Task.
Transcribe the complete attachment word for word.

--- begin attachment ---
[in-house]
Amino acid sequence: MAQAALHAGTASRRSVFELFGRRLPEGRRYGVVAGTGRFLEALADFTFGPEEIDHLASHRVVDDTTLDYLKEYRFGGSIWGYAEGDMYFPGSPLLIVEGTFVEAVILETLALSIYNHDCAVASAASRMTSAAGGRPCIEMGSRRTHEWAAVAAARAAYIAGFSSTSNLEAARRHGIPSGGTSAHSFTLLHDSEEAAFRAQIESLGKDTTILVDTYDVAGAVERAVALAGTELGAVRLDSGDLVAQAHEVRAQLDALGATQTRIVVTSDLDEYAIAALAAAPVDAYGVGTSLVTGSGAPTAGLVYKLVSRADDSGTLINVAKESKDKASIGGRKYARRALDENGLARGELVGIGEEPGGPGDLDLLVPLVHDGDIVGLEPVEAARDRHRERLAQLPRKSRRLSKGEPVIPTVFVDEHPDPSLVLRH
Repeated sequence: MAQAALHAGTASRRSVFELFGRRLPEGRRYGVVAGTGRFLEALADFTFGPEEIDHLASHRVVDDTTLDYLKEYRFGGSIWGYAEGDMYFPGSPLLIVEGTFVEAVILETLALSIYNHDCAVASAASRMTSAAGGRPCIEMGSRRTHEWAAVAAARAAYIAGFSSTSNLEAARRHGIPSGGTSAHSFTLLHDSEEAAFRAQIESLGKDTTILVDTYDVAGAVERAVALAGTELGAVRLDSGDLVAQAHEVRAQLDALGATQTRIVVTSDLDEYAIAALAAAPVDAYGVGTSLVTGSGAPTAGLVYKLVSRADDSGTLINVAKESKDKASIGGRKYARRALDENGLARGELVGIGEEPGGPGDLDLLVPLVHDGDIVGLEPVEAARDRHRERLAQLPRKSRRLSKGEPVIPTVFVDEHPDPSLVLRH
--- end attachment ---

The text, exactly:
[in-house]
Amino acid sequence: MAQAALHAGTASRRSVFELFGRRLPEGRRYGVVAGTGRFLEALADFTFGPEEIDHLASHRVVDDTTLDYLKEYRFGGSIWGYAEGDMYFPGSPLLIVEGTFVEAVILETLALSIYNHDCAVASAASRMTSAAGGRPCIEMGSRRTHEWAAVAAARAAYIAGFSSTSNLEAARRHGIPSGGTSAHSFTLLHDSEEAAFRAQIESLGKDTTILVDTYDVAGAVERAVALAGTELGAVRLDSGDLVAQAHEVRAQLDALGATQTRIVVTSDLDEYAIAALAAAPVDAYGVGTSLVTGSGAPTAGLVYKLVSRADDSGTLINVAKESKDKASIGGRKYARRALDENGLARGELVGIGEEPGGPGDLDLLVPLVHDGDIVGLEPVEAARDRHRERLAQLPRKSRRLSKGEPVIPTVFVDEHPDPSLVLRH
Repeated sequence: MAQAALHAGTASRRSVFELFGRRLPEGRRYGVVAGTGRFLEALADFTFGPEEIDHLASHRVVDDTTLDYLKEYRFGGSIWGYAEGDMYFPGSPLLIVEGTFVEAVILETLALSIYNHDCAVASAASRMTSAAGGRPCIEMGSRRTHEWAAVAAARAAYIAGFSSTSNLEAARRHGIPSGGTSAHSFTLLHDSEEAAFRAQIESLGKDTTILVDTYDVAGAVERAVALAGTELGAVRLDSGDLVAQAHEVRAQLDALGATQTRIVVTSDLDEYAIAALAAAPVDAYGVGTSLVTGSGAPTAGLVYKLVSRADDSGTLINVAKESKDKASIGGRKYARRALDENGLARGELVGIGEEPGGPGDLDLLVPLVHDGDIVGLEPVEAARDRHRERLAQLPRKSRRLSKGEPVIPTVFVDEHPDPSLVLRH